We are living through strange times. With the UK on lockdown to try and slow the spread of Covid-19, families are now mostly confined to their homes. That means we are trying to figure out how to work from home or to safely travel to key worker jobs. We are adjusting to new domestic dynamics and the fresh parenting challenge of doing without schools, nursery and childminders.
I am a teacher and I want to urge you not to add to your anxiety by worrying about your children’s education right now. Your job is to keep them healthy, heard and occupied. They will be learning as they play, so you don’t need to recreate the school environment at home.
As parents who aim to live a low-impact lifestyle we are all trying to buy less, use what we have and recycle. With that in mind, here are some suggestions for activities your children can do with resources that you probably have at home already. Rest assured they will be learning at the same time, with no extra effort on your part.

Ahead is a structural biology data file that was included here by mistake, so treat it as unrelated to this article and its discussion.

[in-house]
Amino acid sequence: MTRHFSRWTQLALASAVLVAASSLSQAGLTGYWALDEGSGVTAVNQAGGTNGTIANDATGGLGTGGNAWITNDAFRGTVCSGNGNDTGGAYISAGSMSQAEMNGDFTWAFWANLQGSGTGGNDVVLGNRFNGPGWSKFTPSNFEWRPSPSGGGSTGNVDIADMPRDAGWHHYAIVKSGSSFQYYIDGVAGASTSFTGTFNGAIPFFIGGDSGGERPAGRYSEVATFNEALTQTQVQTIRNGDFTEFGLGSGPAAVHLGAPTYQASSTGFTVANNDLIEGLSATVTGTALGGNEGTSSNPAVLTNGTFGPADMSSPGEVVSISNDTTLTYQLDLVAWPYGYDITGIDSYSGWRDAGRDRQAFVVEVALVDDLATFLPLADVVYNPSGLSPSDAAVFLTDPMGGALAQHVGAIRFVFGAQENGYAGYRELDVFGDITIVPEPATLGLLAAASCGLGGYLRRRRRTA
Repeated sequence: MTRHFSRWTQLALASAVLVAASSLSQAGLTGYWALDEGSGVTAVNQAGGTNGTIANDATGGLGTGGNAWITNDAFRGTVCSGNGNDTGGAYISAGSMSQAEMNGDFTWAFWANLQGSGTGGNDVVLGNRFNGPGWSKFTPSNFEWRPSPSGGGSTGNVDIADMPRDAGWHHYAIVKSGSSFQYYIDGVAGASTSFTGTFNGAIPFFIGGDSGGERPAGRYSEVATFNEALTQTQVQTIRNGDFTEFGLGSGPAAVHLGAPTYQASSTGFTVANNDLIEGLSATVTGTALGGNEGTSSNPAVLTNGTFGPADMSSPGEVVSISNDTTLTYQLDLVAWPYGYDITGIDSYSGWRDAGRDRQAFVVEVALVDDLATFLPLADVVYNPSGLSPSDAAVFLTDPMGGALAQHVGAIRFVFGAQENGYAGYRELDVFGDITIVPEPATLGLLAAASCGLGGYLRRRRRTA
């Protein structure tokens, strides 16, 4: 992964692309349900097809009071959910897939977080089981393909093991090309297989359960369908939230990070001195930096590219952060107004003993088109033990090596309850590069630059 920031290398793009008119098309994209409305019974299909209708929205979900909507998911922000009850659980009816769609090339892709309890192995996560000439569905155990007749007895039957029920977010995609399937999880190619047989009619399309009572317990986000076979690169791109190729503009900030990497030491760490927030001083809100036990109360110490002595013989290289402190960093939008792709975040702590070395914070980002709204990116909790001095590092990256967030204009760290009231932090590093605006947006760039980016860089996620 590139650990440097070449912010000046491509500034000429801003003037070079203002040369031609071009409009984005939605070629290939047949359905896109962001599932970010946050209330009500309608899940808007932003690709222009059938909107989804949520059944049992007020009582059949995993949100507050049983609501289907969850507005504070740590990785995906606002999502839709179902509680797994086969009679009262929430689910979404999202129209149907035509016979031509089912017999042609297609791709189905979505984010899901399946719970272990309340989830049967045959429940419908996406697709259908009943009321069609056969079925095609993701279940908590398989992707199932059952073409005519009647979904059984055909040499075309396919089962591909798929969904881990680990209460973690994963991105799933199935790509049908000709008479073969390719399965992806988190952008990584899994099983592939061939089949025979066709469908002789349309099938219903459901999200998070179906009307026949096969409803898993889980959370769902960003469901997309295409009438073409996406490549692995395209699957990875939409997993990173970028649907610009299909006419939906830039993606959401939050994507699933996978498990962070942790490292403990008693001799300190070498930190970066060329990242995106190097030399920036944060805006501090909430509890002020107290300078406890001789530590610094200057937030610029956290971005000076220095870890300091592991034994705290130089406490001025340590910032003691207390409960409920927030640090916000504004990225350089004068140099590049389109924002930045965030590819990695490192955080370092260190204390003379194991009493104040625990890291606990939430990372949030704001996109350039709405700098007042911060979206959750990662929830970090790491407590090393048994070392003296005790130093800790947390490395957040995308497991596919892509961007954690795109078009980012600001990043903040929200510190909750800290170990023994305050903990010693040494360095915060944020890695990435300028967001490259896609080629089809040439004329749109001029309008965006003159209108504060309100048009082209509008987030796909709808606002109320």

The classic. We all know that children are often more interested in the box that a toy came in than the toy itself.
Bigger boxes can be used to make a den. Let your child use blankets, cushions and their natural creativity. The box can become a cosy reading nest or a base for their imaginative adventures. They will probably appreciate a custom space of their own in a house unusually full with other members of the family.
Spread out newspaper or an oilcloth and get out the pens and paints. My top tip when using paints is to let your child wear as little as possible. Then you can launch them straight into the bath for a hose-down afterwards. Alternatively, use a long sleeve bib. The box will transform into a car, a train or a spaceship. Your children can travel to the furthest reaches of the galaxy without leaving the house!
Smaller boxes can be used for posting games, which are particularly good for younger children. Paint some discs of card different colours, cut slits in the box and outline them in the same colours. Your little one will be practising their colour matching and motor skills by finding the right disc for the slot and posting it through.